In a recent speech at a literary event, former librarian of the British Library Frances Wood recollected how former Chinese premier Wen Jiabao, during a visit to Britain in 2011, said he read Shakespeare in his younger years and wanted to pay homage to the Bard's birthplace in Stratford-upon-Avon. Wood wondered why no British Prime Minister had requested to see the homes of the authors despite early exposure to Chinese classics such as Journey to the West or Dream of the Red Mansion.
That reminded me of President George H.W. Bush and Pearl S. Buck.
The senior Bush was among the favorite US presidents for the Chinese. As the second director at the US Liason Office in China after the normalization of US-China relations, Bush wandered around Beijing on a bike with his wife and had fried dough sticks and bean curd soup for breakfast like a Beijing resident. Later, as US president, he adopted a pragmatic and constructive approach to Sino-US relationship, actively engaging China in the world economy and politics. Without exaggeration, Bush Sr. contributed most to decades of goodwill between the two countries and the two peoples as a US president.
Her work must have given Bush Sr. an appreciation of China and the Chinese people with a nuance that today’s crude representations on social media could never approximate
Although often criticized for a lack of vision, he did have a grand one. In the foreword to his China diaries, he wrote: "I love the Chinese people. One of my dreams for our world is that these two powerful giants will continue working toward a full partnership and friendship that will bring peace and prosperity to people everywhere."
His dream has come true: Today, the relationship between China and the United States is the most important of all bilateral relationships in international politics.
Having gone through the Cold War and decades of separation, more people may tend to see other people living in a different system with indifference or hostility as they continue to use the lens of gross generalizations. Where did Bush's goodwill come from?
We got a glimpse into the formation of his goodwill on Oct 17, 1998, when Bush Sr. visited my alma mater Nanjing University in Jiangsu province to receive an honorary doctoral degree. Nanjing University was also home of the Johns Hopkins University-Nanjing University Center for Chinese and American Studies. Founded in 1986 during the Reagan-Bush administration, the center actively promotes cultural understanding between the two countries.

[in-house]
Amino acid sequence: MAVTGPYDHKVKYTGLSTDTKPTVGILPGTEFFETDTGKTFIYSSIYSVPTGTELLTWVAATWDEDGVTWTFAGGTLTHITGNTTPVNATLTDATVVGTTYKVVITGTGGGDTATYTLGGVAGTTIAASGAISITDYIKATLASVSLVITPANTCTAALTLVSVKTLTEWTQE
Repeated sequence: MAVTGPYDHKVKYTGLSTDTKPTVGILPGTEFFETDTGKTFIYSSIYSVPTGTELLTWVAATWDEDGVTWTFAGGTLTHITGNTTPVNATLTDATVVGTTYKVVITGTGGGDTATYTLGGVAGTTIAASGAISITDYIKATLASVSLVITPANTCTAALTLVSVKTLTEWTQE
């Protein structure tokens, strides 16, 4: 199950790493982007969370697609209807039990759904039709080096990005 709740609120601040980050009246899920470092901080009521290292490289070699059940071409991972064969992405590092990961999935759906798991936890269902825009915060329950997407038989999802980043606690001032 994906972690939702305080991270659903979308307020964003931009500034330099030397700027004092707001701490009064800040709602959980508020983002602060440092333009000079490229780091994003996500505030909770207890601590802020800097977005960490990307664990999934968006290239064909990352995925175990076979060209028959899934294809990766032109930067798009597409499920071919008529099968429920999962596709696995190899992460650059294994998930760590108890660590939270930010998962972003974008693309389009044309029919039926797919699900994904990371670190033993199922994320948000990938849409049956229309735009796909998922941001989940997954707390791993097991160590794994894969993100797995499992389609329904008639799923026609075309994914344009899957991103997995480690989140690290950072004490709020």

It was during his visit to Nanjing that Bush Sr. requested to see Pearl S. Buck's house, the house where Buck, then a missionary and a professor of English at the university, wrote The Good Earth, which demystified the Chinese farmers that constituted the majority of the Chinese people during Buck's time.
According to Haiping Liu, a Pearl Buck scholar and former dean of the School of Foreign Studies at Nanjing University, the request came as a surprise for the event organizers who did not see the visit on the agenda. Few would have known that Bush Sr. was aware of the existence of Buck's house in Nanjing University when even some university administrators and professors didn't know anything about it. Liu, then a professor at the university, had written to Bush about Pearl Buck's connection with Nanjing University, but even he was not expecting the former US president to really visit the little-known house.
Bush Sr. told the event organizers that he had read Pearl Buck's works in his younger years, and declared himself to be a fan of Buck, a Nobel laureate and Pulitzer Prize winner, who dedicated much of her life to promoting to the world, through her prolific writing and social activism, what the Chinese people were like. Her work must have given Bush Sr. an appreciation of China and the Chinese people with a nuance that today's crude representations on social media could never approximate.
It is sad to see the recent setbacks in US-China relations because trade and other conflicts, which make us all the more nostalgic about the paths that people like Pearl Buck and Bush Sr. had blazed for mutual understanding and appreciation. It requires an open mind and an empathic heart to get to know a different people, and it takes effort to write and read about them to gain useful insights. When one truly knows another, he or she is less likely to misinterpret or misjudge another person.
Today, American expatriates still read Pearl Buck's works as an orientation to China, as literature sometimes presents as much truth about a society as history could, if not more.
Chinese publishers are translating both major and minor works by American authors, causing an imbalance in understanding due to the lack of American interest in importing works from China. There is a deficit of translation, which has widened the gaps of knowledge. When was the last time you saw a Chinese book translated into English at a US airport bookstore?
I am more than happy to know that President Xi Jinping and his US counterpart President Donald Trump have reached an agreement to bring Sino-US relations back on track by suspending the tariffs war. This decision coincided with the death of Bush Sr. at the age of 94. As people across the Pacific remember him and his engagement policies with China, I would suggest that one way to remember Bush Sr. is to invest time and effort in understanding the "other", people not like us. If we do not, someone else will smuggle myths and hearsay into our discourse which we will eventually regret.
The author is a US-based English-Chinese literary translator who has translated two biographies of Pearl S. Buck.
HONG KONG NEWS